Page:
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Bankruptcy Issues Involving HAMP (Home Affordable Modification Program) — Part One

Posted on Monday (March 8, 2010) at 1:30 am to Bankruptcy and Society
Bankruptcy Practice
Chapter 13 Bankruptcy
Chapter 7 Bankruptcy
Mortgages & Sub-Prime Mortgage Meltdown

 Bankruptcy issues with HAMP (Home Affordable Modification Program) Written by Craig D. Robins, Esq.
I just attended a seminar last week offered through the National Association of Chapter 13 Trustees about HAMP.  Here’s some useful information.
Today’s post is Part One.   I will continue tomorrow with a detailed discussion of bankrutpcy issues.
What Is HAMP?
HAMP (Home Affordable Modification Program) is one of President Obama’s initiatives to make a dent in home affordability by using the economic bailout program.
It’s a quasi-voluntary program to modify home mortgages with the goal of getting the monthly payment to 31% of gross (pre-tax) income. 
The program seeks to provide taxpayer-funded incentives to mortgage servicers and lenders to voluntarily modify mortgages.  The program was created in March 2009.  This government program earmarked $75 billion for this purpose.
HAMP will reduce a homeowner’s monthly mortgage payment on a TEMPORARY basis.  However, the adjustment becomes permanent after the homeowner makes three on-time payments.
The incentive for mortgage lenders in doing this is that the Obama administration is offering big bucks in incentive payments to lenders.
Here is the official link to Home Affordable Modification Program.
Home Affordable Modification Program Has Not Worked Well So Far
To date, results for HAMP have been very disappointing.  I wrote about this at length two months ago:  Obama’s “Making Homes Affordable” Mortgage Modification Program Failing
The program has only resulted in 116,000 permanent modifications in the entire country, in which each borrower is saving about $500 per month.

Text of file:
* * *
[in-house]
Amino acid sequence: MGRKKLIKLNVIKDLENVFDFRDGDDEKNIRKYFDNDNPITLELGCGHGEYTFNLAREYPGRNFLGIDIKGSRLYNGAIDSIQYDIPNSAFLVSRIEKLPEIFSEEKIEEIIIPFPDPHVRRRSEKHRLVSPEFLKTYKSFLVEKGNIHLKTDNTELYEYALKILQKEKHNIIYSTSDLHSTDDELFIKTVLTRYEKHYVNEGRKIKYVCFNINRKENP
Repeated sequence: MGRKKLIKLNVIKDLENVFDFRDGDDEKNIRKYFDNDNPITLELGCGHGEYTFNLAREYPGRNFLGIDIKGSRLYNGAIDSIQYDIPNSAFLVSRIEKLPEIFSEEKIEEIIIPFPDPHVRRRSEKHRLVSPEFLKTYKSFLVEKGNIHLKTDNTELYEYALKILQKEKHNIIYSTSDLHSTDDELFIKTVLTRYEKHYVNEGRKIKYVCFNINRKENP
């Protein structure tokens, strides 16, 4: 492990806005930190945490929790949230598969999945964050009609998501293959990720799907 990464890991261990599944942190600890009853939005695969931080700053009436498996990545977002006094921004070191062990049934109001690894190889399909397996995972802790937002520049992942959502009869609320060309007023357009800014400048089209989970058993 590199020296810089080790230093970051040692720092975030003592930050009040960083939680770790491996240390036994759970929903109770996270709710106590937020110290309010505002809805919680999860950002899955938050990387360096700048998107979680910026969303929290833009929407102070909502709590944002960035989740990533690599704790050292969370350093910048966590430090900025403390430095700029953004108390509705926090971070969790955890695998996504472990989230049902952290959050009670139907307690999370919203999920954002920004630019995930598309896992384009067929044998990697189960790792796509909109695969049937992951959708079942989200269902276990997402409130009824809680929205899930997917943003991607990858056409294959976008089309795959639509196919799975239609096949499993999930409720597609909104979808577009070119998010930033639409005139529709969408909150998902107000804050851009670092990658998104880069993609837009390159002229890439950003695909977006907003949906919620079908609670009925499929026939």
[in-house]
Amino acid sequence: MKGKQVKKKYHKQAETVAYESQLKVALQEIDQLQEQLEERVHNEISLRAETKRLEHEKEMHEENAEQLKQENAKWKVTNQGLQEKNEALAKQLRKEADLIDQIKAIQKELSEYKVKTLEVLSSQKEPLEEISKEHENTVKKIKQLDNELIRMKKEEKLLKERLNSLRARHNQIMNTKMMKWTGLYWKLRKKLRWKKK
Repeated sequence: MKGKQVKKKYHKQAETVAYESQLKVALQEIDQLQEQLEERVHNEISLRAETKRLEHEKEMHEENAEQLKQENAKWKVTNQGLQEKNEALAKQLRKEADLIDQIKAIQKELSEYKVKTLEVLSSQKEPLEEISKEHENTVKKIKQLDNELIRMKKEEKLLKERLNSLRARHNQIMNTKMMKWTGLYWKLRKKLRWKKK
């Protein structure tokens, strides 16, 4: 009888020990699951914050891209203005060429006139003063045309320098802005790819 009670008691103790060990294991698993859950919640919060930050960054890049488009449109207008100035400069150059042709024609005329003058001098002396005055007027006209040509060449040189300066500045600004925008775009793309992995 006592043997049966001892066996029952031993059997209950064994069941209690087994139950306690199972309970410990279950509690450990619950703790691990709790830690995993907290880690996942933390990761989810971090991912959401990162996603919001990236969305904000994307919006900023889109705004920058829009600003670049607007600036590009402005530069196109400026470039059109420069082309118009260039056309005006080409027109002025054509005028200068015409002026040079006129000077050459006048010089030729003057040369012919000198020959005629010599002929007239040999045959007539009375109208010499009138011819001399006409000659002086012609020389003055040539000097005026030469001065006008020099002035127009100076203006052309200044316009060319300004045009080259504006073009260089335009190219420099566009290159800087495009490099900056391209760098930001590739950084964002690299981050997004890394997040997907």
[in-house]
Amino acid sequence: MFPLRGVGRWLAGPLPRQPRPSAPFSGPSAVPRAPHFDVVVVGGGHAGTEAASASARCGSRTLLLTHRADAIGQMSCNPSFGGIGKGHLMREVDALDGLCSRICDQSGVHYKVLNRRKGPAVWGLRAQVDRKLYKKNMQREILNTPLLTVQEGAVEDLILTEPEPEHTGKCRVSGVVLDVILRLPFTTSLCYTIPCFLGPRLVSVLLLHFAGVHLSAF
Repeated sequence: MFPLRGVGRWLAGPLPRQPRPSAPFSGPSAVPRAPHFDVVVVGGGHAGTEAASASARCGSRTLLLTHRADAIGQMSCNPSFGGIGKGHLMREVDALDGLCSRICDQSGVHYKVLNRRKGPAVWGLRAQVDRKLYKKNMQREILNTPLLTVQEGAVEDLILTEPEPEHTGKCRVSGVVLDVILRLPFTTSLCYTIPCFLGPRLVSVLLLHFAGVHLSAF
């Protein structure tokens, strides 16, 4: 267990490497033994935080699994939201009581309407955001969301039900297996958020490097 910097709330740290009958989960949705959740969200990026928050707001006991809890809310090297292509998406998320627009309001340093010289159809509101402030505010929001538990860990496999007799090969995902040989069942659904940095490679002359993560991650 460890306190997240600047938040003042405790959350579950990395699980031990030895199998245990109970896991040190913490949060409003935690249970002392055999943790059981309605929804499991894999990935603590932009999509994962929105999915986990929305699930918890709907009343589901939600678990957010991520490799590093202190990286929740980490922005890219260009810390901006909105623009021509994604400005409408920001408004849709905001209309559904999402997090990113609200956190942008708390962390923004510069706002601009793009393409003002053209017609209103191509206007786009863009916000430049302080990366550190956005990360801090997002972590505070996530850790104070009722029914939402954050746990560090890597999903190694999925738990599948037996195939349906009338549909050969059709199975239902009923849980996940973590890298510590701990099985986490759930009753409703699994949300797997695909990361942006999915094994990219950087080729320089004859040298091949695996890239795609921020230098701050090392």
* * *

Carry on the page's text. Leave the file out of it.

Incidentally, these homeowners typically went from paying 45% of their gross income towards their mortgage, down to 31%, which is the goal of the program.
To date, only 110 mortgage servicers have signed participation agreements.  All Fannie Mae and Freddie Mac loans are automatically eligible.
Who Is Eligible for HAMP?
Here are the requirements:
1.    You must be the owner and occupant of the home and utilize it as your primary residence
2.    You must have a maximum principal balance of $729,750
3.    You must have a monthly mortgage payment that is greater than 31% of pre-tax monthly income
4.    You must be unable to afford your current payment
5.    You must not have applied for HAMP before
Why Have Many Considered HAMP to be a Failure So Far?
Many homeowners applied for HAMP assistance because they thought it would help them avoid bankruptcy. However, a great many mortgage servicers were unprepared to handle HAMP applications and were not able to process the mortgage modification requests quickly enough to offer any real relief.
Some problems were highly publicized.  For example, there have been lenders who refused to even acknowledge receipt of mortgage modification documents, and other lenders who lost these documents numerous times for the same homeowner.
To Be Continued This Week
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Craig D. Robins, Esq. is a Long Island bankruptcy lawyer, who is focused primarily on helping individuals and families, find solutions to their debt problems. Read more »


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